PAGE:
The dome of St. Peter’s Basilica. / Credit: Luxerendering/Shutterstock.
A new letter from the Vatican Secretariat of State has banned the private celebration of Masses at side altars in St. Peter’s Basilica, effective 22 March.
The regulation might seem tailored to meet COVID restrictions, as Italy prepares to tighten its pandemic measures once again. However, the new rule appears to be permanent.
The letter stresses that Lent is a time to focus on the Word of God and celebration of the Eucharist. It says the changes are intended to ensure “the Holy Masses in St. Peter’s Basilica take place in a climate of recollection and liturgical decency.”
Until now, the 45 altars and 11 chapels in St. Peter’s Basilica have been used every morning by priests to celebrate their daily Mass. Many of them are Vatican officials who begin their day with the celebration.
Not all of the Masses are crowded – in some cases, in fact, the priest celebrates Mass alone, with no faithful participating.
The individual Masses were in addition to the general daily Mass schedule in St. Peter’s Basilica. According to that schedule, there is one Mass per hour from 9 a.m. to noon, in Italian, at the Altar of the Chair. There is another Mass in Italian at 8.30 a.m. at the altar of the Most Holy Sacrament, while every day at 5 p.m., there is a Mass in Latin.
On Sundays, there are five Masses celebrated in Italian and one in Latin.
Under the new measures, all priests will be able to participate in a pre-listed series of concelebrations: at 7 a.m. and 8 a.m. in the Chapel of the Choir; and at 7.30 a.m. and 9 a.m. at the Altar of the Chair. All the other Masses stay scheduled as they have been until now, although the Mass schedule on Sunday might change. On the feast day of a saint whose relics are in the Basilica, one of the Masses can be celebrated at the altar dedicated to that saint.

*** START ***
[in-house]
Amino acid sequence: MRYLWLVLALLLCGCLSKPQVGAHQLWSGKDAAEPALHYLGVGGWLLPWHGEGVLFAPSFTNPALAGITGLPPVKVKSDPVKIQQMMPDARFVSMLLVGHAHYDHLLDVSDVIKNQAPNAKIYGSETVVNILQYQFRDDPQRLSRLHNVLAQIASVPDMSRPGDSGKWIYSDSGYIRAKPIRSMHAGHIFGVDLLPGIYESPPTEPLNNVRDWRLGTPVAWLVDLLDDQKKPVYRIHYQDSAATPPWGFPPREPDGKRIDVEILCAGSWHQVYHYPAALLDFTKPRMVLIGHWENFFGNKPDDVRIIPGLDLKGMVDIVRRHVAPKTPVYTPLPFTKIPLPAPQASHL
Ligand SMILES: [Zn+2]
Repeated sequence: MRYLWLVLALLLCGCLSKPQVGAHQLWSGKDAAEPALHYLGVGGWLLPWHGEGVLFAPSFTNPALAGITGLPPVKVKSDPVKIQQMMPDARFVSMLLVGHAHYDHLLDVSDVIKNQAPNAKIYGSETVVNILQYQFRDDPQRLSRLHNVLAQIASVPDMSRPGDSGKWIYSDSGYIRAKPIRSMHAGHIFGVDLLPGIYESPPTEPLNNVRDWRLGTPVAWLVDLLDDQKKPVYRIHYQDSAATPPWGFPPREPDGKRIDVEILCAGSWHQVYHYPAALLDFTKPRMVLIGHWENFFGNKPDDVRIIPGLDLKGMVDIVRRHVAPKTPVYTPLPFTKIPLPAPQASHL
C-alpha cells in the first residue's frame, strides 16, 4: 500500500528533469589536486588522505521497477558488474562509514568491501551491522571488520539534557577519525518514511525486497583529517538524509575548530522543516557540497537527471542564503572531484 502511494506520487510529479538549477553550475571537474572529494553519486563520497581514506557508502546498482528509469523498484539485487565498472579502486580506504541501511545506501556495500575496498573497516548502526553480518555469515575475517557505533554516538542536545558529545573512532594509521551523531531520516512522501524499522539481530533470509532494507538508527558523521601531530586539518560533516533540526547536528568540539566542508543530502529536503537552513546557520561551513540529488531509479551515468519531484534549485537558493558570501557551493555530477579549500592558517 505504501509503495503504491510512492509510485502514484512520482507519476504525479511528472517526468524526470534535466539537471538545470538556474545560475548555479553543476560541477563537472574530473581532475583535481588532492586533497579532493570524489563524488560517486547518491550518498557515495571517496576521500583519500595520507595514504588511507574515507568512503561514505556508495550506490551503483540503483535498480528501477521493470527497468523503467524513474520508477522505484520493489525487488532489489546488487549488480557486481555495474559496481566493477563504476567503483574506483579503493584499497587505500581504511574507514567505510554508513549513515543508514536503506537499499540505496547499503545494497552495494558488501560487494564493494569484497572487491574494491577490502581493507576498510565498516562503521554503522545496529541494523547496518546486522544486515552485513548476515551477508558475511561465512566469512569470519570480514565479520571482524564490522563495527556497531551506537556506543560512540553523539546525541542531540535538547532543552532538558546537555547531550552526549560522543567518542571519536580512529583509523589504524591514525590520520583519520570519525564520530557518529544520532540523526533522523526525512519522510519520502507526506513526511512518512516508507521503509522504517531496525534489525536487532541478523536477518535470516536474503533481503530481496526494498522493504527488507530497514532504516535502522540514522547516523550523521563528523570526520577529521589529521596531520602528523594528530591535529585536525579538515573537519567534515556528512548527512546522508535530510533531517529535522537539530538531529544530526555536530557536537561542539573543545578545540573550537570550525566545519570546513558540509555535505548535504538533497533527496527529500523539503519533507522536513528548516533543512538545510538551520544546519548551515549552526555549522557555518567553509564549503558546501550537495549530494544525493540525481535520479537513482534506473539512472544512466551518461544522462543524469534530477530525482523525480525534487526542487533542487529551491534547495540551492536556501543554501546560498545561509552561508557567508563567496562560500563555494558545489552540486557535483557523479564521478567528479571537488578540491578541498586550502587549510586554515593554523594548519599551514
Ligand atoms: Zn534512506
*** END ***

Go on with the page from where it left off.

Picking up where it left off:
The measures also ask that the Masses have lectors and cantors.
Another change – Mass offered in the extraordinary form of the Roman Rite will be limited to the Clementine Chapel in the Vatican Grotto.
There has been a broad discussion of whether to end the practice of individual Masses, as part of a general reform of the management of St. Peter’s Basilica. However, decisions were postponed until the appointment of the new Archpriest of the Basilica, following the retirement of Cardinal Angelo Comastri, who had previously served in the role but had surpassed the normal retirement age of 75.
On 20 February, Pope Francis appointed as the new archpriest Cardinal Mauro Gambetti.
However, the letter from the Secretariat of State is not addressed to Gambetti, but to Archbishop Mario Giordana, extraordinary commissioner of the Fabric of St. Peter. This is unusual, since the Fabric of St. Peter does not deal with liturgical celebrations in the Basilica, but is instead charged with its conservation and maintenance.
The fact that the letter was released by the First Section of the Secretariat of State has also garnered attention, as the first section is a sort of Ministry of Internal Affairs, in charge of all the Curia offices’ direction and coordination, but typically not liturgical celebrations.
Additionally, the release of the letter was not accompanied by any kind of official Vatican communication. Nor was the letter signed in full by Archbishop Edgar Pena Parra, who heads the First Section of the Secretariat of State, but instead included only his initials.
These anomalies have prompted some speculation that the letter may have been forged. However, two Vatican officials who asked for anonymity confirmed to CNA that the document is real.